Madagascar's leader Andry Rajoelina has called for parliamentary elections after rejecting negotiations aimed at ending the crisis caused by his military-backed take-over of the country earlier this year.
The head of Madagascar's transitional authority, Andry Rajoelina, announced on national television that elections would be held on March 20 for a new parliament which would choose the next prime minister and draft a new constitution.
Rajoelina said he was asking the international community to no longer involve itself in Madagascar's problems because a solution would only come from the elections.
The 35-year-old former mayor of Antananarivo did not mention presidential elections. Madagascar's current constitution requires a president to be at least 40 years old.
Rajoelina took power last March after former President Marc Ravalomanana left the country. The military-backed hand over followed months of sometimes violent confrontations between supporters of the two politicians.
The African Union and Southern African Development Community refuse to recognize the Rajoelina government saying it is the result of a coup d'etat. They have suspended Madagascar from their organizations.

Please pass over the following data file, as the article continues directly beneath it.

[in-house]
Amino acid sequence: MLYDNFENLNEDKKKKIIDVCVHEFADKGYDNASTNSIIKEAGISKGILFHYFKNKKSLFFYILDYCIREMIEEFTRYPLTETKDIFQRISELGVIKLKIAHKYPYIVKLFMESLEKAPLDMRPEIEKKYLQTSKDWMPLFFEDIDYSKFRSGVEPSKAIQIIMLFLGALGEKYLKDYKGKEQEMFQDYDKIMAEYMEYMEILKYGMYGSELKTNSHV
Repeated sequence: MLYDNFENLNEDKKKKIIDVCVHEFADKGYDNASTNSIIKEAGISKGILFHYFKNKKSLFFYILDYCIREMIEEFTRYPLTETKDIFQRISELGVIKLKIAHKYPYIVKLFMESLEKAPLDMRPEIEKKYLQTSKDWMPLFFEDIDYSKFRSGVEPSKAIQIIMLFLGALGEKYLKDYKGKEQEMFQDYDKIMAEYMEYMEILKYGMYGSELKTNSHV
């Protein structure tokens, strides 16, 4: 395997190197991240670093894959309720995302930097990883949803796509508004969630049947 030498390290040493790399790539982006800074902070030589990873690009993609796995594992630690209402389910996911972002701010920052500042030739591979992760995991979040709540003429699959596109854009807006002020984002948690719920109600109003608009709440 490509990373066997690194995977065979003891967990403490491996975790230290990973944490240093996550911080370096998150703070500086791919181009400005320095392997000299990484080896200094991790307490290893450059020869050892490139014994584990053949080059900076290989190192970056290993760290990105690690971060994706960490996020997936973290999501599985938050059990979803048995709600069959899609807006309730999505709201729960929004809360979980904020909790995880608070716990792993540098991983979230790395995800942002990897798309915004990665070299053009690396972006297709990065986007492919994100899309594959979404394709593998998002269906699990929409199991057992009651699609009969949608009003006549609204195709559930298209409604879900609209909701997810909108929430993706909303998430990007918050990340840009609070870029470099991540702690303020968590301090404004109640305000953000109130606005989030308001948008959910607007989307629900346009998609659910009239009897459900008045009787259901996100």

International mediators have since brokered several power sharing arrangements between the two rivals and two other former presidents, Didier Ratsiraka and Albert Zafy.
An accord reached several months ago called for three co-presidents and the distribution of Cabinet ministries among the four groups.
The three former presidents met in Maputo ten days ago and divided up the posts, leaving some vacant for Rajeolina's group.
But Rajoelina rejected the meeting as an attempted coup and has blocked the leaders from returning home.
Mr. Ravalomanana told reporters in Pretoria, where the groups are staying, that Rajoelina's actions were unacceptable.
He says you cannot prevent Malagasy citizens from entering or leaving their country. He says the situation is due to the illegal regime and will have long-term consequences.
The confrontation between the two leaders began one year ago. It has disrupted the economy, slowed foreign investment and caused a suspension of most non-humanitarian aid.